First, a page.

Researchers show NMN-boosted immune cells significantly prolong the lifespan of mice by suppressing tumors.
The true assassins of our immune system, NK cells, are capable of destroying virus-infected and cancer cells directly. However, to kill off the bad cells, NK cells require lots of energy. Without enough energy, NK cells can become impaired, leading to unchecked tumor growth. Now, researchers at Shandong University may have found a way to restore this energy.
As reported in Hepatology, nicotinamide adenine dinucleotide (NAD+) precursor nicotinamide mononucleotide (NMN) invigorates the anti-tumor capabilities of NK cells. Guo and colleagues show that NMN-treated NK cells increase the lifespan of mice modeling liver cancer (hepatocellular carcinoma) by nearly 3-fold while reducing tumor growth. Furthermore, they show that NMN decreases tumor size in mice modeling skin cancer (melanoma).
To model liver cancer in mice, Guo and colleagues injected extremely immunodeficient mice with liver cancer cells to induce tumor growth. To give NK cells a boost of energy and experiment with NK cell-based cancer therapy, the China-based researchers supplemented NK cells with NMN. By injecting the cancerous mice with NMN-treated NK cells, the researchers saw significant improvements in the overall survival of the tumor-bearing mice.
NAD+ is an essential molecule that mediates the production of cellular energy (ATP). By treating NK cells with NMN, NAD+ levels are increased, allowing for the production of more cellular energy. Armed with sufficient fuel, NK cells can more efficiently kill tumor cells and suppress tumor growth.
In another cancer model, Guo and colleagues injected skin cancer cells underneath the skin of mice. These mice were then injected with NMN-treated NK cells, their tumors were subsequently harvested for measurement. It was found that NMN-treated NK cells reduce tumor size more effectively than untreated NK cells. Taken together, these findings suggest that, compared to untreated NK cells, NMN-treated NK cells can more efficiently suppress tumor growth for multiple types of cancer.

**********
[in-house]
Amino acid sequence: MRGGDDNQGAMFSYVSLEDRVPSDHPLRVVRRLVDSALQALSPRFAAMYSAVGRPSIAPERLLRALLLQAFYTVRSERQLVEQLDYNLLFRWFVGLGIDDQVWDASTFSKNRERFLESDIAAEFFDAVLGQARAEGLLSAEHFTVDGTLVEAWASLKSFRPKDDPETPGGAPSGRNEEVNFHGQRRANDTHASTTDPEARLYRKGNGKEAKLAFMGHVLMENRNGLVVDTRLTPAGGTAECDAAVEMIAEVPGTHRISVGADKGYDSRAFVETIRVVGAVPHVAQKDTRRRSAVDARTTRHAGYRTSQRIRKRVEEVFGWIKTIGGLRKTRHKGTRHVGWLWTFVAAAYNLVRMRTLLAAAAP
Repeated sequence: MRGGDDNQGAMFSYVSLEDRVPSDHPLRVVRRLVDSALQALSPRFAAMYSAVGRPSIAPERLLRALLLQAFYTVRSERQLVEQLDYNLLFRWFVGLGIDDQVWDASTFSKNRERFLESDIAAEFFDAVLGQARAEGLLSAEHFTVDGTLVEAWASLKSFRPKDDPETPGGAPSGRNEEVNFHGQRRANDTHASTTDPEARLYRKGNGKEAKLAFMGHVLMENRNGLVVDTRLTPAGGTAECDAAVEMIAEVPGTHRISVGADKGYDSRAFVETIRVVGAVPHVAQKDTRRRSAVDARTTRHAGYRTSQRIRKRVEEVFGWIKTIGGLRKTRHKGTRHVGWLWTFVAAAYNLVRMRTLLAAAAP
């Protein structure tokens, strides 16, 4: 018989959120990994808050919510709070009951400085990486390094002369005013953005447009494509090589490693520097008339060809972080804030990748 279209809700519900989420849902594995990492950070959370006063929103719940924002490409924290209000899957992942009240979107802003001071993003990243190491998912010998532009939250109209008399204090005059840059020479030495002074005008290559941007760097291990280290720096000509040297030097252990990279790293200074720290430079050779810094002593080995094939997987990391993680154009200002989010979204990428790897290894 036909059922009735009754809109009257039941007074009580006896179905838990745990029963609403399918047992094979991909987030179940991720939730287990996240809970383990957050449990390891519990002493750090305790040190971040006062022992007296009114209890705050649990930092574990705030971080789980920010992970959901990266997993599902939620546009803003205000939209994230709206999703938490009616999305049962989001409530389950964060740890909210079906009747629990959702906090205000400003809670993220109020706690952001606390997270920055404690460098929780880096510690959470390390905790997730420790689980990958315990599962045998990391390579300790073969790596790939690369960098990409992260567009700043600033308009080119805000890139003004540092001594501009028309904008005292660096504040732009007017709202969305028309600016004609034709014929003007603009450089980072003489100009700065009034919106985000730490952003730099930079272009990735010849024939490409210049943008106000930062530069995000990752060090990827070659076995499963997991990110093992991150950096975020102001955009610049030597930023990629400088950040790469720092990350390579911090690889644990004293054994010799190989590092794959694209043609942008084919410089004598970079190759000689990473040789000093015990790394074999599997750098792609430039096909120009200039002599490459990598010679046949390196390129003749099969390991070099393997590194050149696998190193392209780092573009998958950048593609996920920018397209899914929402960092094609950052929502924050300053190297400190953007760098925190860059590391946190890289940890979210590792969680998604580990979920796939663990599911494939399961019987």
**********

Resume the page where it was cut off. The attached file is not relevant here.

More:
Immunotherapy — stimulating the immune system to fight cancer — is an emerging alternative to chemotherapy — using chemicals to fight cancer. Furthermore, NK cells are on the frontier of immunotherapeutic options, owing to their safety profile. However, in the body, NK cell efficiency is hindered by factors surrounding the tumor environment (tumor microenvironment). The findings of Guo and colleagues suggest that NMN can mitigate this hindrance. Additionally, a previous study showed that NMN enhances NK cell efficiency as well, supporting this idea. Thus, treating NK cells with NMN may solve many of the efficiency problems associated with NK cell immunotherapy.
In addition to destroying virus-infected and cancer cells, NK cells have been shown to destroy senescent cells, an effect that is enhanced by the neurotransmitter dopamine. Senescent cells are cells that can no longer divide but secrete pro-inflammatory molecules that can damage tissue. Senescent cells accumulate with aging and the inflammation they cause is thought to underly many age-related diseases. Therefore, NK cells could potentially be used to slow aging by targeting senescent cells, an effect that could apparently be enhanced by NMN (and dopamine).